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C. Hayman, 95; activist pushed for better quality of life for senior citizens

March 10, 2007|Jocelyn Y. Stewart | Times Staff Writer

After retiring in the 1970s, Clarice Hayman began preparing for old age -- not just her own but that of aging residents throughout the state.

A resident of the Crenshaw area of Los Angeles, Hayman took night courses in gerontology and psychology and transformed herself into an advocate for older people.

As a volunteer in the offices of elected officials, she pushed for better nutrition, transportation and recreational services for seniors. Eventually Hayman won a seat in the California Senior Legislature, which advises the state Legislature and promotes measures to enhance the quality of life for older Californians.

Her motivation was a broad concern for others -- and for herself.

"She was helping others, but she knew she was helping herself," said Les Wills, Hayman's step-grandson. "It was a wonderful thing as far as she was concerned.... Well into her 80s she was fit and active."

Hayman died Feb. 28 of natural causes at Centinela Hospital in Inglewood. She was 95.

Born Jan. 19, 1912, in Glasgow, Mo., Hayman was the 12th child of 16. In 1941, she moved to Los Angeles, where she found work with the Los Angeles Unified School District as a key punch operator, a post she held for 30 years.

During the first administration of former Mayor Tom Bradley in the early 1970s, Hayman began volunteering.

She served as the chairwoman of a citywide Advisory Council on the Aging. Citywide multipurpose senior centers, which today offer recreation, nutritious meals and support services, found an early supporter in Hayman. She often maintained that the idea for the centers was hers and that it was later embraced by the City Council and the mayor, Wills said.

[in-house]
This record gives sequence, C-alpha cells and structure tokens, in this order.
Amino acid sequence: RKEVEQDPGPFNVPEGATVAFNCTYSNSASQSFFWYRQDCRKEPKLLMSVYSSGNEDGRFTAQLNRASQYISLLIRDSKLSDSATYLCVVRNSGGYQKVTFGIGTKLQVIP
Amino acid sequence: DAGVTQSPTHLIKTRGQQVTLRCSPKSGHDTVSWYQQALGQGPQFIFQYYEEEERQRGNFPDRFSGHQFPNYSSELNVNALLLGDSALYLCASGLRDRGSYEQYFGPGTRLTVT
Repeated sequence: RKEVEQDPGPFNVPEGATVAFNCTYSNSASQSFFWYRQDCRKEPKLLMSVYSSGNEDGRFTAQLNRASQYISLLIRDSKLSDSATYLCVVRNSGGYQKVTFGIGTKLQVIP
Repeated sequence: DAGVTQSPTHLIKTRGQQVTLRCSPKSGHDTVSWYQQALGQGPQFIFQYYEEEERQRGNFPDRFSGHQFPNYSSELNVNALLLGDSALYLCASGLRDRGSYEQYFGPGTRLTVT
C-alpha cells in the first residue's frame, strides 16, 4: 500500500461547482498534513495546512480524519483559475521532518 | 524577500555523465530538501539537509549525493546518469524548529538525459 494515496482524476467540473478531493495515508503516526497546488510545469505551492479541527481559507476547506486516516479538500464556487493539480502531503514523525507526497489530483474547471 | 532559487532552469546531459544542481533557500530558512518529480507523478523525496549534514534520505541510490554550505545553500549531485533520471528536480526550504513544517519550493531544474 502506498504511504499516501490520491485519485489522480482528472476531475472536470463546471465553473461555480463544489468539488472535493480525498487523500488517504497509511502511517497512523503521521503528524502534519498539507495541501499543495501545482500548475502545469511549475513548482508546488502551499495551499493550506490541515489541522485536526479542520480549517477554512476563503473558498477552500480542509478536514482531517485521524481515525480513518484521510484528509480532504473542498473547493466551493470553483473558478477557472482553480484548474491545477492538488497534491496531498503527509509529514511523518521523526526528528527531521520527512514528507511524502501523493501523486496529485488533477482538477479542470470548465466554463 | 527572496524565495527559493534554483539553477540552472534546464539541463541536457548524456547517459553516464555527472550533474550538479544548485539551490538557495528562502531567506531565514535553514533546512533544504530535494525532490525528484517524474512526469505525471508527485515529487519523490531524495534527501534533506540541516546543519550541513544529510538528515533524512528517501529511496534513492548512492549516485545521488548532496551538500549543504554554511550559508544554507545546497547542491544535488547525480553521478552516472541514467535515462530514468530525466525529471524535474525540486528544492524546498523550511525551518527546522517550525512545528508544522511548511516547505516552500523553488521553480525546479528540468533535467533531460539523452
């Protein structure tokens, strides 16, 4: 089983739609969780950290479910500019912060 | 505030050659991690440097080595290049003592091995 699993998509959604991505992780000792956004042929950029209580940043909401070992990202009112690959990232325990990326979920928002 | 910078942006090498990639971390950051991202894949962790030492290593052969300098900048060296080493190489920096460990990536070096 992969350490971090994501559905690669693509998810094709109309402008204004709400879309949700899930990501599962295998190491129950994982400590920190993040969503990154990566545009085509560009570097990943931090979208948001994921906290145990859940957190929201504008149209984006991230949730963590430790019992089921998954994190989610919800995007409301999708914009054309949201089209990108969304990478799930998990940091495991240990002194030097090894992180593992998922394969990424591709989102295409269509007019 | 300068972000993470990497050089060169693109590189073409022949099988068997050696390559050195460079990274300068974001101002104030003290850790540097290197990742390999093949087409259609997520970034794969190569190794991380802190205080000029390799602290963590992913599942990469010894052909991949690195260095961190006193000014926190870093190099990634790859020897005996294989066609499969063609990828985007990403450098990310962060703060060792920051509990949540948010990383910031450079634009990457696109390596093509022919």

By 1983 she was a local chairwoman of the National Caucus and Center on Black Aged, a Washington-based nonprofit agency.

Her interest was not only in seeing that seniors had services but also in changing society's perception of old age.

At a conference on aging where participants lamented the prevailing view of wrinkles as "ugly" and the dearth of older women on television and in advertisements, Hayman offered a strategy.

"We have to learn to use the media," she told the group, according to a 1981 Times article. "We have to make elderly people more visible."

As a volunteer in the office of then-state Sen. Diane Watson (D-Los Angeles), Hayman, a petite woman with a firm demeanor, was a voice for seniors on issues such as the location of a Metro Rail line.

"Senior citizens, particularly minority senior citizens, are so dependent on public transportation," Hayman told a Times reporter in 1984. "This line ... could make the difference between participating in activities and being able to get a low-cost meal and staying home."

In the mid- to late '80s Hayman served in the 120-member California Senior Legislature and tackled issues such as healthcare.

"Clarice enjoyed life and lived it to the fullest," said Watson, now a congresswoman. "What she enjoyed most were her many years serving as a senior state senator. One of her greatest accomplishments was drafting a legislative concept to provide affordable housing for senior citizens."

For the last several years of her life Hayman was blind, having lost her vision to glaucoma.

She outlived each of her 15 siblings and her husband and is survived by her step-grandson and several relatives.

Though disabled, she always maintained her spirit and her concern for others, said Vivian Corley, a retired Crenshaw High School teacher who was her caretaker for several years.

"She was just a strong-willed lady," Corley said. "She just didn't give up. Even at her age, she had that fight."

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